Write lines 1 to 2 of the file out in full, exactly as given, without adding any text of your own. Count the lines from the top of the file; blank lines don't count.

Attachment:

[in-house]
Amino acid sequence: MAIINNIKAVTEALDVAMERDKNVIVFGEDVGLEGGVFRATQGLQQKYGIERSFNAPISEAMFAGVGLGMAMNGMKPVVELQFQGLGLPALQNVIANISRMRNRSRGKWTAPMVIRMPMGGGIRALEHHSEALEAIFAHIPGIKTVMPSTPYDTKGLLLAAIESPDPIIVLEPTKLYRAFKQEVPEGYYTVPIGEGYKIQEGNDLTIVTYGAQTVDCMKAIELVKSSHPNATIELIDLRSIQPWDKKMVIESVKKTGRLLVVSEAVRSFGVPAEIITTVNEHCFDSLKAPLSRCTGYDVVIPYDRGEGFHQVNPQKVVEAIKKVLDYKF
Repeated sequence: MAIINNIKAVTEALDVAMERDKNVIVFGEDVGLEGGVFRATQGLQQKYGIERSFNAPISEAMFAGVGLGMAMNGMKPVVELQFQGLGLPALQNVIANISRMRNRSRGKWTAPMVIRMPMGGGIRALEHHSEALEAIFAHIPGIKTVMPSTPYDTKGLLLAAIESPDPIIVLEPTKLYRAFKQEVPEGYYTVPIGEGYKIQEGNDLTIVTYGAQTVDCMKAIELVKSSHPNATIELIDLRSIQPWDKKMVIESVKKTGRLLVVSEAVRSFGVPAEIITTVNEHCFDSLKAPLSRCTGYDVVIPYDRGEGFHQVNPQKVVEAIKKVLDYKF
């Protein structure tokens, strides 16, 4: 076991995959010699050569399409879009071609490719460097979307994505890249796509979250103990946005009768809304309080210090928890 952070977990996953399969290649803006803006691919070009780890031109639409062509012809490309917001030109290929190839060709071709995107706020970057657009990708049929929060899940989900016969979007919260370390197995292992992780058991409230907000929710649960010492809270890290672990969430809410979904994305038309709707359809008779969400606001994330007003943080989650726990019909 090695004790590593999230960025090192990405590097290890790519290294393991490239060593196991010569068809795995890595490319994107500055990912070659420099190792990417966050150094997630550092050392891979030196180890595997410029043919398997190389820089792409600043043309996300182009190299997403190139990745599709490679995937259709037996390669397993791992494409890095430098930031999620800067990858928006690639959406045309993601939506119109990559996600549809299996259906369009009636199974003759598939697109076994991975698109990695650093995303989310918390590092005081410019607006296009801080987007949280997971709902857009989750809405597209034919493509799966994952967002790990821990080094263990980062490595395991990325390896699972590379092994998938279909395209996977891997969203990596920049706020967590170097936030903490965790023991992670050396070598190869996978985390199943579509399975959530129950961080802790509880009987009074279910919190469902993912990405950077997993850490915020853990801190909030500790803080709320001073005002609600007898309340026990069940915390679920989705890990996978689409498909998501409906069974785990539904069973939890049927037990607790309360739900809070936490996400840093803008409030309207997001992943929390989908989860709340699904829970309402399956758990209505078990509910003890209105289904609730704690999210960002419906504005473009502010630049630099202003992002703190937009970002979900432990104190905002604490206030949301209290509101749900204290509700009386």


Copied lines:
[in-house]
Amino acid sequence: MAIINNIKAVTEALDVAMERDKNVIVFGEDVGLEGGVFRATQGLQQKYGIERSFNAPISEAMFAGVGLGMAMNGMKPVVELQFQGLGLPALQNVIANISRMRNRSRGKWTAPMVIRMPMGGGIRALEHHSEALEAIFAHIPGIKTVMPSTPYDTKGLLLAAIESPDPIIVLEPTKLYRAFKQEVPEGYYTVPIGEGYKIQEGNDLTIVTYGAQTVDCMKAIELVKSSHPNATIELIDLRSIQPWDKKMVIESVKKTGRLLVVSEAVRSFGVPAEIITTVNEHCFDSLKAPLSRCTGYDVVIPYDRGEGFHQVNPQKVVEAIKKVLDYKF